This last week, I’ve been thinking about new tunes that I’ve heard and wanted to learn. Compared to 30 or more years ago when I was eating Irish traditional tunes every waking moment, I’m pretty lazy these days, probably more selective (which also translates as lazy) and get cross with myself for allowing things like administration to get in the way! That’s a myth of course; it’s all a choice but I’m veering more and more towards starting the day (as my friend Norman does and I did when trying to get my head around recording a solo cd) with playing music on my accordion. . . just not sure my latest neighbours would appreciate it. . .

It all started with listening to a CD from Denmark called “Trading Nordic’ by a lovely young band called ‘Tranotra’. It takes me a while to listen, really listen to new cds because I like to play them over and over again over several days (unless I find it difficult to get past the first few tracks, which, thankfully rarely happens). It’s a very inspiring CD with great arrangements and track 4 (‘Hoppet’) has a wonderful waltz on it . . . which put me in mind of Roger Tallroth’s amazing wedding tune on ‘Mindset’ (by Vasen). . .which then put me in mind of an early Kornog set of Gavottes and ofcourse Trio Mio’s ‘Love and Cigars’ CD (Track 2 ‘Fillingpolska’) and hoorah! before I realise it, the accordion is on and I’m learning the tunes. I’m stubborn in that I don’t use any software to slow down the tunes (they are hardly fast in the first place) as I don’t want to lose my ability to pick up tunes at pace.

I learned, like thousands of others, to pick up tunes by ear at speed or by lifting the arm of the record player time and time again to repeat whatever Kevin Burke and Jacky Daly track Siobhan O’Donnell and I were trying to figure out at the time. It was maybe stubborn but those skills are part of who I am and, being so dependant on glasses since the age of 4, I realise how easily we relax if we don’t keep those muscles / skills working. Talking of which, I only learned recently that Leonardo da Vinci invented the first contact lens . . in glass!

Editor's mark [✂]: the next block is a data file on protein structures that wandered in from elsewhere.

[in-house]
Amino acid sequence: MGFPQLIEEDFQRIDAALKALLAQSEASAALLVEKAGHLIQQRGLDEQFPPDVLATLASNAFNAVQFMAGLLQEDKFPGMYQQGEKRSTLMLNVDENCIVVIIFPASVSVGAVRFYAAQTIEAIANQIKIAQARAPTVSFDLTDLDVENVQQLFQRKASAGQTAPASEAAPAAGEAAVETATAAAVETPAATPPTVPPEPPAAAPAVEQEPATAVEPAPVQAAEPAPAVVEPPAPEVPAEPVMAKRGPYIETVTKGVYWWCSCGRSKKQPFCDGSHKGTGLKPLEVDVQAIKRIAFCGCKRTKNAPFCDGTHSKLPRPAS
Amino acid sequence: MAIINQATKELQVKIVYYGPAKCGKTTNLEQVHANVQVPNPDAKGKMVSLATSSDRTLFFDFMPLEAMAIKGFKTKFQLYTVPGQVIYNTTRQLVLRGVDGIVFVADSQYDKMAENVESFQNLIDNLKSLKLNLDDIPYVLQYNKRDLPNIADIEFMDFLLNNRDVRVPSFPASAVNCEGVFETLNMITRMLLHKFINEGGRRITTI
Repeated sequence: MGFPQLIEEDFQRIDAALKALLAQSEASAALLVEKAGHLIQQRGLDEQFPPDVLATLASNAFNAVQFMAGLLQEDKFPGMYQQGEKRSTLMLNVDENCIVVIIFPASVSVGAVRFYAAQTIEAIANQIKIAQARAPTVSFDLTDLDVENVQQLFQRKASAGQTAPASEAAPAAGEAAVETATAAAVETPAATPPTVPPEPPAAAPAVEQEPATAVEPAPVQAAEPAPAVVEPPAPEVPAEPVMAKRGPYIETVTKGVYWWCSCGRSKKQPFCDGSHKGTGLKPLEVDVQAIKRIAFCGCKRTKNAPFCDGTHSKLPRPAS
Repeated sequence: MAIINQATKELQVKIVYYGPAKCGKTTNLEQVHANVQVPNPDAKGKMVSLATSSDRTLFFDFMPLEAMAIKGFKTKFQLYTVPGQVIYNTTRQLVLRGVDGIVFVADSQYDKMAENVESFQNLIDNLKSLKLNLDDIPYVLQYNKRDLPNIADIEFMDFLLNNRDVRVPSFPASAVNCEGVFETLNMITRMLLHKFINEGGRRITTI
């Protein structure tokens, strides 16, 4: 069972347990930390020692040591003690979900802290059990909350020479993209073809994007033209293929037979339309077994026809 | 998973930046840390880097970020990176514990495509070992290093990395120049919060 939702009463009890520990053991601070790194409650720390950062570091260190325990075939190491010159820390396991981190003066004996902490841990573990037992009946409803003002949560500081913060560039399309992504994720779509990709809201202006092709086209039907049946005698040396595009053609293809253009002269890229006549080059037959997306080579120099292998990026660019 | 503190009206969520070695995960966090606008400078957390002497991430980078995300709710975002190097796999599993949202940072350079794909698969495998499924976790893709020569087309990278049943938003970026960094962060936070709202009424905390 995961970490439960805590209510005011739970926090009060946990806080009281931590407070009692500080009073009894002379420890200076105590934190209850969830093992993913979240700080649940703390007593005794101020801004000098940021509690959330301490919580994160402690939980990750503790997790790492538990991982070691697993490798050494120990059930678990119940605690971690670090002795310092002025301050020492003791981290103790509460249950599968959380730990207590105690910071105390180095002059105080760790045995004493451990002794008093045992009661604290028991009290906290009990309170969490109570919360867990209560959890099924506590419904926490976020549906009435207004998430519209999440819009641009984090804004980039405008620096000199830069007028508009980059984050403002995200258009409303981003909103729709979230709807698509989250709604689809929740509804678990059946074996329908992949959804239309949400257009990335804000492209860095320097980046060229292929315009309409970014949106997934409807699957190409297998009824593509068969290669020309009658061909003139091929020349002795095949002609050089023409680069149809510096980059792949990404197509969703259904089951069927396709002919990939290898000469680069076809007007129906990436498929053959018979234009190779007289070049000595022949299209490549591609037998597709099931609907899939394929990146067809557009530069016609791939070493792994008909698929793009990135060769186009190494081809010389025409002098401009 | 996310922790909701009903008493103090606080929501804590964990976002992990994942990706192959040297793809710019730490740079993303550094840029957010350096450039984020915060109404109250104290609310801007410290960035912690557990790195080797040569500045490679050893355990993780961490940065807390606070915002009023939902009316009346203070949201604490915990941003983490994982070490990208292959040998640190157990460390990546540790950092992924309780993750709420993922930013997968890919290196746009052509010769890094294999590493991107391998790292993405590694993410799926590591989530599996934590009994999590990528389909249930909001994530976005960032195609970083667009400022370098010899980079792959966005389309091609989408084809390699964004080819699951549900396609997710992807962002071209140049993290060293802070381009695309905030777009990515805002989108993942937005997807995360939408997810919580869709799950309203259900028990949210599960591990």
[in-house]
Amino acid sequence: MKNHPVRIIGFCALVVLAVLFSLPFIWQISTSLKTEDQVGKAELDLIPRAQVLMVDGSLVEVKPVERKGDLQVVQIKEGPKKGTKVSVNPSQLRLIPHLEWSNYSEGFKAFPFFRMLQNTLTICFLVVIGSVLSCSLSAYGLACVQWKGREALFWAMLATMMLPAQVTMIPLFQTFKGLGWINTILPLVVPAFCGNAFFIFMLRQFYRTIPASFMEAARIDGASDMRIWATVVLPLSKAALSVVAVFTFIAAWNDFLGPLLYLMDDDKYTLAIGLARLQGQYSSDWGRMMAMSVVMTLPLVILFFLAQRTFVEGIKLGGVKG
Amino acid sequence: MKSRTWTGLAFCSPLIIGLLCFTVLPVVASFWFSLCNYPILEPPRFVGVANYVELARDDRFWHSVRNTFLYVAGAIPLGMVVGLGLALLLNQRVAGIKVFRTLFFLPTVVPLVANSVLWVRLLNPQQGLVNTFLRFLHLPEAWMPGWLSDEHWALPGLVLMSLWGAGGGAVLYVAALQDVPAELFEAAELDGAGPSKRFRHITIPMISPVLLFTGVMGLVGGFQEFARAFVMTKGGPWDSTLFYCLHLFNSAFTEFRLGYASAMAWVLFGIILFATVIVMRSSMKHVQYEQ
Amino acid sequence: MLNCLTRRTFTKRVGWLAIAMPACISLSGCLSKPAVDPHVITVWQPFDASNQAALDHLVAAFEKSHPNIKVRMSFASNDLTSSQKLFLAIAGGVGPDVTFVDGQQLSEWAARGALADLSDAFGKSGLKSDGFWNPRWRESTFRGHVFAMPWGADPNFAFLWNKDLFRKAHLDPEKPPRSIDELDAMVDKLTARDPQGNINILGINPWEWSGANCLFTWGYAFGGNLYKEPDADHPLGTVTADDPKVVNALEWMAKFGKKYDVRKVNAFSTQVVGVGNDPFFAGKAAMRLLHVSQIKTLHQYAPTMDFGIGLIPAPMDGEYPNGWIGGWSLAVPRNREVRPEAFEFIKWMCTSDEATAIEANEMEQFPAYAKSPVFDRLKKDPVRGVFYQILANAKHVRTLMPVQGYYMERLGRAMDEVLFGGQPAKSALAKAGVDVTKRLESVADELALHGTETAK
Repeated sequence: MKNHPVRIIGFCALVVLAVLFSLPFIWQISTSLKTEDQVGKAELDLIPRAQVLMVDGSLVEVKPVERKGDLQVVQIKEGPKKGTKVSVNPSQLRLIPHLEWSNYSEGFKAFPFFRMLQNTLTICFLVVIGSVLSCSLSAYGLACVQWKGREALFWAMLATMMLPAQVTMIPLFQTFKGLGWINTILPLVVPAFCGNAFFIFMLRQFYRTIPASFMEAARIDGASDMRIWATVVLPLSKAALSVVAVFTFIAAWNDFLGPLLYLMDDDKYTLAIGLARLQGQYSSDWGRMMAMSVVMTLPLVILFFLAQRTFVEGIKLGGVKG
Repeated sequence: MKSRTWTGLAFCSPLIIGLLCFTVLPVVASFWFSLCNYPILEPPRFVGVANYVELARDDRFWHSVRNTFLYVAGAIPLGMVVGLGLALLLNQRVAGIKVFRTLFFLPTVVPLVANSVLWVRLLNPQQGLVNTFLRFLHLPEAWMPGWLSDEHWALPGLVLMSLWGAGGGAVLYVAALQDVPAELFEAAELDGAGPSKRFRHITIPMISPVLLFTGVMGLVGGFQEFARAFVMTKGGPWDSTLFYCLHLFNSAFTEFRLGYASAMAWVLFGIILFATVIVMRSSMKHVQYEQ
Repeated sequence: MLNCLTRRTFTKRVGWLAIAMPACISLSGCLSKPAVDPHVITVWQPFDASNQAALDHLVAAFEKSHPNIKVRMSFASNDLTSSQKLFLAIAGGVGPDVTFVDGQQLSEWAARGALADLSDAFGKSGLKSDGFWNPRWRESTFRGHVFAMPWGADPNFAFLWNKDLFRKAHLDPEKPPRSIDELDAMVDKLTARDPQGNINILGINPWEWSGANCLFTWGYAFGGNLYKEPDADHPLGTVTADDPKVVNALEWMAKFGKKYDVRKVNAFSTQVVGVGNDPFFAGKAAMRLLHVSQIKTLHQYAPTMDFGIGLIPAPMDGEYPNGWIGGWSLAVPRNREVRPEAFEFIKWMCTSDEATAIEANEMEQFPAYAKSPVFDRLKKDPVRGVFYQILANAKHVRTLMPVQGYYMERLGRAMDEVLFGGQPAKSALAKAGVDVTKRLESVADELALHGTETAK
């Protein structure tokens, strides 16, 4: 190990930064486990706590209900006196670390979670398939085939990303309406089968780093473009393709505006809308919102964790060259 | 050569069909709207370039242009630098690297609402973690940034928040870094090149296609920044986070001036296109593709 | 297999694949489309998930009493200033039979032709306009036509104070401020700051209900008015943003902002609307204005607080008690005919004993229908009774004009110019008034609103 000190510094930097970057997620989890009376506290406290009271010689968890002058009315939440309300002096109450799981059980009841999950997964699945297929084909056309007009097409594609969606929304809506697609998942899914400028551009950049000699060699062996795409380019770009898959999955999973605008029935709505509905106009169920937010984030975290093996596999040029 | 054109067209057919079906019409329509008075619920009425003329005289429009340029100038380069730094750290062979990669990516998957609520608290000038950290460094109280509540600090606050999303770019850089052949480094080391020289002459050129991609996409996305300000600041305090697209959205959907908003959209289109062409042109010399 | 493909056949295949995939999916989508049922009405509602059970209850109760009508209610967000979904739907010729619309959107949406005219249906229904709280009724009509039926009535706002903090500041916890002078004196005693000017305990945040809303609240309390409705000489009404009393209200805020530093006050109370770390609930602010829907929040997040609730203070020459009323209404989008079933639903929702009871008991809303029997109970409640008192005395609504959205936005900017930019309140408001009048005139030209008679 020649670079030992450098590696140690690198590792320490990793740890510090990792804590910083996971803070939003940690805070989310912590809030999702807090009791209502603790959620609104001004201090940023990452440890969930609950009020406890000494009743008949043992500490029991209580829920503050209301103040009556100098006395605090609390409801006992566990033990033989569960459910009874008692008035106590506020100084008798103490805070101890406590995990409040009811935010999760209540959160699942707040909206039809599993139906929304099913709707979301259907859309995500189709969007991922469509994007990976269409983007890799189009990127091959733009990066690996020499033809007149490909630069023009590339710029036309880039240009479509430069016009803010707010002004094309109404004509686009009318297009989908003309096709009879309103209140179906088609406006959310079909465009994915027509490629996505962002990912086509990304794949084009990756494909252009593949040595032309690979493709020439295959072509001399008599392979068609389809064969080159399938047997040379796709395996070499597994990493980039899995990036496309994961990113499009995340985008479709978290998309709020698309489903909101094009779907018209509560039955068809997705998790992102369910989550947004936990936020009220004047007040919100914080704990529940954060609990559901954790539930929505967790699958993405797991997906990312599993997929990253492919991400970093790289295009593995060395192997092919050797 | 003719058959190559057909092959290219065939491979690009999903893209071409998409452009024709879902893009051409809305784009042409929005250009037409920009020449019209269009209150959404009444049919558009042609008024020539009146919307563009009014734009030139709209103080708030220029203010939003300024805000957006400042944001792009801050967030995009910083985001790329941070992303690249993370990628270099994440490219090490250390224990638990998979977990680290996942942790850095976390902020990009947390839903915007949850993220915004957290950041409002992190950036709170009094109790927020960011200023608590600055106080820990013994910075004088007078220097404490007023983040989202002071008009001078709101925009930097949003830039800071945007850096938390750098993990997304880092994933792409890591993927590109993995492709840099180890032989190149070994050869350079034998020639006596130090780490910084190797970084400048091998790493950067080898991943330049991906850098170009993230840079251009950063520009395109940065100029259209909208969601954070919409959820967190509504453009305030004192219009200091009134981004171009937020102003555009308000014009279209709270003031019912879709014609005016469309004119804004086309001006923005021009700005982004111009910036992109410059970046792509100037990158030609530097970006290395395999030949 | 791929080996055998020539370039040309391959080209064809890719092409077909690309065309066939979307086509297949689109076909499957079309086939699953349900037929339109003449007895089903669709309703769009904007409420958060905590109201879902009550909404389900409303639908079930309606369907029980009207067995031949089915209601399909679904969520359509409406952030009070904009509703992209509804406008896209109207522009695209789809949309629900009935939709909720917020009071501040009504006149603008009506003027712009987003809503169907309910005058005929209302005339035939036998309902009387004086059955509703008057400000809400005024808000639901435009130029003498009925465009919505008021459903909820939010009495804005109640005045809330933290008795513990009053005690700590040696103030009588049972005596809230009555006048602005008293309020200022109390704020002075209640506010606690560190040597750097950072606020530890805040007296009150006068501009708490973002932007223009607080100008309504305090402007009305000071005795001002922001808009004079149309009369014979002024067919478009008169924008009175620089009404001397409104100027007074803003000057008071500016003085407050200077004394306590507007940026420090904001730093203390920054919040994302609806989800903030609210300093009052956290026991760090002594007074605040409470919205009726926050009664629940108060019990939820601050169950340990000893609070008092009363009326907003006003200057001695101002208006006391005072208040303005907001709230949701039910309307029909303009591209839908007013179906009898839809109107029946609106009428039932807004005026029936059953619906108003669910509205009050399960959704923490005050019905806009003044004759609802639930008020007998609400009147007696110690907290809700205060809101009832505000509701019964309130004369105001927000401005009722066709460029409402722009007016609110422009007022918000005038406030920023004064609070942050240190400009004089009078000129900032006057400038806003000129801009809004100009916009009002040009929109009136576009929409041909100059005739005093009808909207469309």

I’ve been doing a lot of drawing recently












– posters for the IOW ceilidhs and cover CD artwork for Kevin Madden’s new Irish fiddle CD (which will be out soon). Kevin and I used to compete as a duo in competitions as teenagers and he has finally decided to make a CD which celebrates his long life of music. It’s been lovely to reconnect with old friends I grew up playing with and I heard some tracks of Caroline Fegan (nee Judge) on Irish radio one night which publicized her concert coming up on April 25th in Newry.

A few weeks ago I was playing at a session in Cavan town with Martin Donohue – he runs a lovely session, a radio show and one of the busiest and most musically supportive men I am honoured to know.







In the session, the youngest was a fabulous accordionist who was 11 and played his heart out; the eldest was Seamus Fay who delighted us all with the most gorgeous renditions of tunes that he lilted and in the pub you could hear a pin drop. I was sitting next to Martin and a great flute layer, Noel Sweeney whose CD I have really been enjoying listening to since that night.





There were tunes to join in with and a few that were started off by a few of the shyer players and the odd solo. If you are ever in Cavan town on a Wednesday evening . . .and do tune in to Martin Donohue on Irish Radio. . .
“The Wind That Blows” every Sat 6 to 8 with the Cavanman
on Shannonside Northern Sound Radio<>